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Pornography and imagining about oneself

posted on 2023-06-08, 14:09 authored by Kathleen Stock
It has seemed to some compelling that construing imagining in relation to fictional events as imagining being aware of those events provides a good explanation of our emotional responses to them. Call this ‘the argument from affective response’. Versions of this argument have been advanced by Kendall Walton and Jerrold Levinson. A more localised version of it, with respect to pornography, is that construing imagining in relation to events represented in pornography as imagining being aware of them provides a good explanation of subsequent arousal. Compelling as this may seem, I argue that it is false. I start by making some distinctions between different kinds of imagining de se, and then focus on the claim that there is a connection between emotional engagement with fiction and implicitly imagining de se, making it more precise in the light of various plausible considerations. I then turn to the case of pornography, examining and rejecting three possible arguments for a necessary connection between imagining, from the inside, being aware of represented events (that is, implicitly imagining de se), and being aroused by them. Since versions of these arguments might equally be applied to affective response to fiction more generally, I take it that I have thereby gone at least part way to undermining the argument from affective response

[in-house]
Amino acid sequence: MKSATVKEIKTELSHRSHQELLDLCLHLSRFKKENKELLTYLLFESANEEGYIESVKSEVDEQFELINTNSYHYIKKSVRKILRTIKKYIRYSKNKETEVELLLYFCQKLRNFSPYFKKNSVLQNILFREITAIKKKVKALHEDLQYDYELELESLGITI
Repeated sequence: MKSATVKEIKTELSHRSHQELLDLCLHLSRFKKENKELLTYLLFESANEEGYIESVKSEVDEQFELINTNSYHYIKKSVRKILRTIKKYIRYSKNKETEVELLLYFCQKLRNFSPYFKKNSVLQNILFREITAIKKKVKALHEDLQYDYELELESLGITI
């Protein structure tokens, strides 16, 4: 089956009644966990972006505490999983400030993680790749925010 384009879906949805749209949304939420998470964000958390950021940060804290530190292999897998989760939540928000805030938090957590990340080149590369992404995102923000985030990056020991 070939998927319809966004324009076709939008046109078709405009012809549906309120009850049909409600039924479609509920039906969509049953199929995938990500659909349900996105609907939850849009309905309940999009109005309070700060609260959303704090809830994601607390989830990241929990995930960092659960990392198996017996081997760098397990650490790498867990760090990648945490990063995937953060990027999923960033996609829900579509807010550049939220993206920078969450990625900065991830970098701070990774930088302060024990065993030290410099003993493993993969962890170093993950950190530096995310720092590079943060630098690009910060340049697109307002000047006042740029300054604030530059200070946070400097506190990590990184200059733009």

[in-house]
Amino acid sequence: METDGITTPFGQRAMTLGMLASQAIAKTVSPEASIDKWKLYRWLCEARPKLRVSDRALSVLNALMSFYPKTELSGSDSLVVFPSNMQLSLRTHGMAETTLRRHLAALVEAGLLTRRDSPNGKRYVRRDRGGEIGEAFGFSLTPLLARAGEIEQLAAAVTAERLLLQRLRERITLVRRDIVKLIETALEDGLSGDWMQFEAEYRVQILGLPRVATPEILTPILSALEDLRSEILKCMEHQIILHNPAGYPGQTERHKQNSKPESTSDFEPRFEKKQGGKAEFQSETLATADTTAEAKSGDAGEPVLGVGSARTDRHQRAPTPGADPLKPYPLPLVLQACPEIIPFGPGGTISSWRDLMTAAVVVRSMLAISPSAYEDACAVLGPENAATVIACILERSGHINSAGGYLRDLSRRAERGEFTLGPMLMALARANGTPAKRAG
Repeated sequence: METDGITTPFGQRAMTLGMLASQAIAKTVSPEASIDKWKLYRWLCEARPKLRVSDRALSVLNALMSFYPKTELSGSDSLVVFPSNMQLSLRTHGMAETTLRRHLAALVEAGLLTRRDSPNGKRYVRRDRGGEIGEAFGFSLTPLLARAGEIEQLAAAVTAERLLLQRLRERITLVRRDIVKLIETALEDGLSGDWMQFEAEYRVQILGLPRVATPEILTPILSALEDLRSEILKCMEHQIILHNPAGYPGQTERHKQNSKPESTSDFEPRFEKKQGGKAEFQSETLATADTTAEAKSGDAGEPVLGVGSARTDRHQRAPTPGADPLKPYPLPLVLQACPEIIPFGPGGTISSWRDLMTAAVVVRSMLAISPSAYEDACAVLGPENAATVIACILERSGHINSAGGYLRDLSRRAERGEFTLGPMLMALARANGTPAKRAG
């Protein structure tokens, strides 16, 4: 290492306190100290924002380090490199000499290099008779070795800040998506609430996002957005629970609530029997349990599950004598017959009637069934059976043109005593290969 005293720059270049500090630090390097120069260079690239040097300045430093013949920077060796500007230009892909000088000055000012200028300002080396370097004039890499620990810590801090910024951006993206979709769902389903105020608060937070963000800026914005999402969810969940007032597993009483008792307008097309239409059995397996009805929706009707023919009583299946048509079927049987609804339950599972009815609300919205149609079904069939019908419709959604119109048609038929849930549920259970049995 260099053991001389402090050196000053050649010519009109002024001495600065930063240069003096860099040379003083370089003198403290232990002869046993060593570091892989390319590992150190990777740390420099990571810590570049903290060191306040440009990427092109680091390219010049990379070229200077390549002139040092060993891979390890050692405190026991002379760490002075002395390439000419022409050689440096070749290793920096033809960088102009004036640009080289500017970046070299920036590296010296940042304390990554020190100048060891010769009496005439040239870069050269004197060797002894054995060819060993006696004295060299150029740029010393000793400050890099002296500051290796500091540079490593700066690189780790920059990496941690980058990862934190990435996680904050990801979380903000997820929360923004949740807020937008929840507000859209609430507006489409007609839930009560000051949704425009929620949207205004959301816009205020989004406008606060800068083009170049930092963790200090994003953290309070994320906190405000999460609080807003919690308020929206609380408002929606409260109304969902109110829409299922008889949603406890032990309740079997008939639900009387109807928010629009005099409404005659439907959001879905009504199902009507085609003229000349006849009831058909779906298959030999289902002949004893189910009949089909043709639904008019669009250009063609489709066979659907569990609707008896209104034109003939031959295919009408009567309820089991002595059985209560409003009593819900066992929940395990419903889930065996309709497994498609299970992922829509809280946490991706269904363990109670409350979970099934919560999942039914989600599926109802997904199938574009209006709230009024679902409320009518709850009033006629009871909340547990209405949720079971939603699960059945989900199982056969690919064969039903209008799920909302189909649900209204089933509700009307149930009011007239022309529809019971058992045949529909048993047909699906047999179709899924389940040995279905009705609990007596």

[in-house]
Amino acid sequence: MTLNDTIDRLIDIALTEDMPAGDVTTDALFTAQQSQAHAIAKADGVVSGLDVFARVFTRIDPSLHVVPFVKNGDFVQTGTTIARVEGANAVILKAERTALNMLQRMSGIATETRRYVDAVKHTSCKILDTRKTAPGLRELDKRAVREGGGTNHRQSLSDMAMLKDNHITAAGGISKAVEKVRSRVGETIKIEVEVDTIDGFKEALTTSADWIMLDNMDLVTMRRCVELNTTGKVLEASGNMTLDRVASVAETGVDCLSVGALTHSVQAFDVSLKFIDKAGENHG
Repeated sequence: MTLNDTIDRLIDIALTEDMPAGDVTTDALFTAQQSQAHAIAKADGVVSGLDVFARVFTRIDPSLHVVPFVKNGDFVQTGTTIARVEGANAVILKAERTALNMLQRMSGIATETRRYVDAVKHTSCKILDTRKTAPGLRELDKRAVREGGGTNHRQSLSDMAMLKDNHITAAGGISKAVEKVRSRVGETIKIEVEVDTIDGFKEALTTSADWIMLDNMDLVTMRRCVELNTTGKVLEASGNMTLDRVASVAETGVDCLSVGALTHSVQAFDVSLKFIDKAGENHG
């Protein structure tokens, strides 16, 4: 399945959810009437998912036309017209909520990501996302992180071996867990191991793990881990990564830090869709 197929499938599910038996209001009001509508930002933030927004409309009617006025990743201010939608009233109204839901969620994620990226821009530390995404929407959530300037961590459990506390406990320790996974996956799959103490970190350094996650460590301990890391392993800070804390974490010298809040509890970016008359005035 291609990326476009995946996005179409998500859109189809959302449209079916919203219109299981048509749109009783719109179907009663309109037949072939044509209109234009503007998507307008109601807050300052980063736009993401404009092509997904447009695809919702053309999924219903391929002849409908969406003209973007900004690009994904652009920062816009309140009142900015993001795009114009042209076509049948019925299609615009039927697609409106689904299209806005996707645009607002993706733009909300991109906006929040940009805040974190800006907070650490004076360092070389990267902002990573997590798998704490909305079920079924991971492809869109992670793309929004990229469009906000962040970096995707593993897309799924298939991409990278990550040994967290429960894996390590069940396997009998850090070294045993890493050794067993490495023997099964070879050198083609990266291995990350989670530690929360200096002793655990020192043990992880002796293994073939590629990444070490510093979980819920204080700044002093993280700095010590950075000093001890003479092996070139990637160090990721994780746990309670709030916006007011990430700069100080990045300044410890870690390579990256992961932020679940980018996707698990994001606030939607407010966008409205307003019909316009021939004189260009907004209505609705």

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  • Published

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Oxford University Press

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Art and pornography: philosophical essays

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  • Philosophy Publications

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Hans Maes, Jerrold Levinson

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